Why do we sleep?

Laura B. Geyer lgeyer at bach.udel.edu
Wed Mar 2 16:00:27 EST 1994


In article <2ktckm$k3t at polaris.unm.edu>, Naomi <kestrel at unm.edu> wrote:

(most deleted so that my news server will actually let me post this)
>>
>My apologies--a bit of an exaggeration there.  The situation, as observed
>from a second-hand viewpoint (as I am asleep at the time), is that, upon
>falling asleep, my body starts to radiate quite a bit more heat than it
>does under waking conditions.  I haven't noticed a similar radiation with
>other adults, but have observed an increase in heat radiation by infants
>during sleep cycles; I wonder if there may be a connection.  Personally,
>the increase of temp when I fall asleep is dramatic enough for another to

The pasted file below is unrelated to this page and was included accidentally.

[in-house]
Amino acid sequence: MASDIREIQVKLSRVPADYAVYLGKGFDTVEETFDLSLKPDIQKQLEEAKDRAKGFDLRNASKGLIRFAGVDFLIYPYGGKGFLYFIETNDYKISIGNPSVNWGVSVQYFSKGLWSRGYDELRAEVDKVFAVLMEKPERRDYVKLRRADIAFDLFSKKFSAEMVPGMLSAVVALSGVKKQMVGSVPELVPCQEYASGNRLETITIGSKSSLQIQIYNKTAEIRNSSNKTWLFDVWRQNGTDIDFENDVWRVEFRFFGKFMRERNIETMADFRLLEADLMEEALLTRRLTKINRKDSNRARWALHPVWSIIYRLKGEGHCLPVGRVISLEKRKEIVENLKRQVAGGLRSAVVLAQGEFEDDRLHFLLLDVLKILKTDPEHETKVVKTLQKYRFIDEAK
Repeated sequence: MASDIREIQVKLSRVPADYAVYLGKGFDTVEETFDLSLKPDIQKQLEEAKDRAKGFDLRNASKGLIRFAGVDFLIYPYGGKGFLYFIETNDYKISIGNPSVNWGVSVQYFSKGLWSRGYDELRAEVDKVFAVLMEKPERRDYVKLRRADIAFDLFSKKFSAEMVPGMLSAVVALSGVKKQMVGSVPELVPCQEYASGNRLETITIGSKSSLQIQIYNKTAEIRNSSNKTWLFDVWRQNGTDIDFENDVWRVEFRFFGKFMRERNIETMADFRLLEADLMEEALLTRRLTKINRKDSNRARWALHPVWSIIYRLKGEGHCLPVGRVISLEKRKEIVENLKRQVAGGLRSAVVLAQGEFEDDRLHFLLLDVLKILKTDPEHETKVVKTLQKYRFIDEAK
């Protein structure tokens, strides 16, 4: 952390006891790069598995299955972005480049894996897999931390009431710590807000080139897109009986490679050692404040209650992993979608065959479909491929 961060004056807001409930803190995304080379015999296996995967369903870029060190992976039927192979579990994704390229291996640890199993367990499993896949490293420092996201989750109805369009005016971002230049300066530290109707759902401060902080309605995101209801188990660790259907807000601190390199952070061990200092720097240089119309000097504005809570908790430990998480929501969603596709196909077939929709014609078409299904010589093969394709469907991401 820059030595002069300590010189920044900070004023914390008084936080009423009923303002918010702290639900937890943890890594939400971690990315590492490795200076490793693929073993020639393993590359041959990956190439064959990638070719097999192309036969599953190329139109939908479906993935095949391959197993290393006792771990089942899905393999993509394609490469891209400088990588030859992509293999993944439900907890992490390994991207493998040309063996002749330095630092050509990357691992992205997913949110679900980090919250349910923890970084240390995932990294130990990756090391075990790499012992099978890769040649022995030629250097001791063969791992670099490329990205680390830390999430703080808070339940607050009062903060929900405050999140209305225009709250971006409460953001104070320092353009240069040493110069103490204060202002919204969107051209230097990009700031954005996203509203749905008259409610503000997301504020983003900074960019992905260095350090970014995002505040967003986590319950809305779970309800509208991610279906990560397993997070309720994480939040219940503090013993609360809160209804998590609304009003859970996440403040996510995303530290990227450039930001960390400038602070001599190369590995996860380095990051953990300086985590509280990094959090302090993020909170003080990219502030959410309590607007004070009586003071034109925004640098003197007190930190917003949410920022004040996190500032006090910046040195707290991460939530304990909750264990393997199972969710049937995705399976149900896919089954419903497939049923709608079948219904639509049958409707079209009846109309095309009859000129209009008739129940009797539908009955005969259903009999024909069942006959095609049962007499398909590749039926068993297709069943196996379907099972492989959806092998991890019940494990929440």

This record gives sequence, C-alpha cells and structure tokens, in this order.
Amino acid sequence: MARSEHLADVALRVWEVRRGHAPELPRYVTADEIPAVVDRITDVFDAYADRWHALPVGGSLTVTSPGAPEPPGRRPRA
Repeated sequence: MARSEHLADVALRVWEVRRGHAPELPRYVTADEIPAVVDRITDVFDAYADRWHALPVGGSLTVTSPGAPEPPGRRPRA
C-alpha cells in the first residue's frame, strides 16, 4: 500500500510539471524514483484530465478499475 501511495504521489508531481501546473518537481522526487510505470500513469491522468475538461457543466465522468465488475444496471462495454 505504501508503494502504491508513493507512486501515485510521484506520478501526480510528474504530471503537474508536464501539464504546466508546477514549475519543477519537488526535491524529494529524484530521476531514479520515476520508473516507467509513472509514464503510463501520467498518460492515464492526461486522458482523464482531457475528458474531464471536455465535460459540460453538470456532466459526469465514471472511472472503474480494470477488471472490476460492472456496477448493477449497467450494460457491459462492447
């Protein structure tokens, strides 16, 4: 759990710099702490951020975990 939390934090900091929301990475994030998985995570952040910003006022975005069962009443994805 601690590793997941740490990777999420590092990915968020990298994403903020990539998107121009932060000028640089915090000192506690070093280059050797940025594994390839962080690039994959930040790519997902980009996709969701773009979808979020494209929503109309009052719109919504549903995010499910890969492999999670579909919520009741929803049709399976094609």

>tell immediately that I am "over the brink".  Has anyone else noticed this
>phenomenon, or have a hypothesis about it?
>
>Kestrel 
>
My roommate does this as well, and so does her mother and younger brother.
They don't really know why this happens, but her stepfather has said that its
actually so bad that its uncomfortable to be in the same bed--he can't sleep 
because of the heat.  What's also weird is that they don't have a particularly 
high normal temperature, its only when they sleep.  Sorry I don't have any 
theories, but it's probably hereditary at least in her family.

Sincerely,
Laura Geyer
lgeyer at bach.udel.edu







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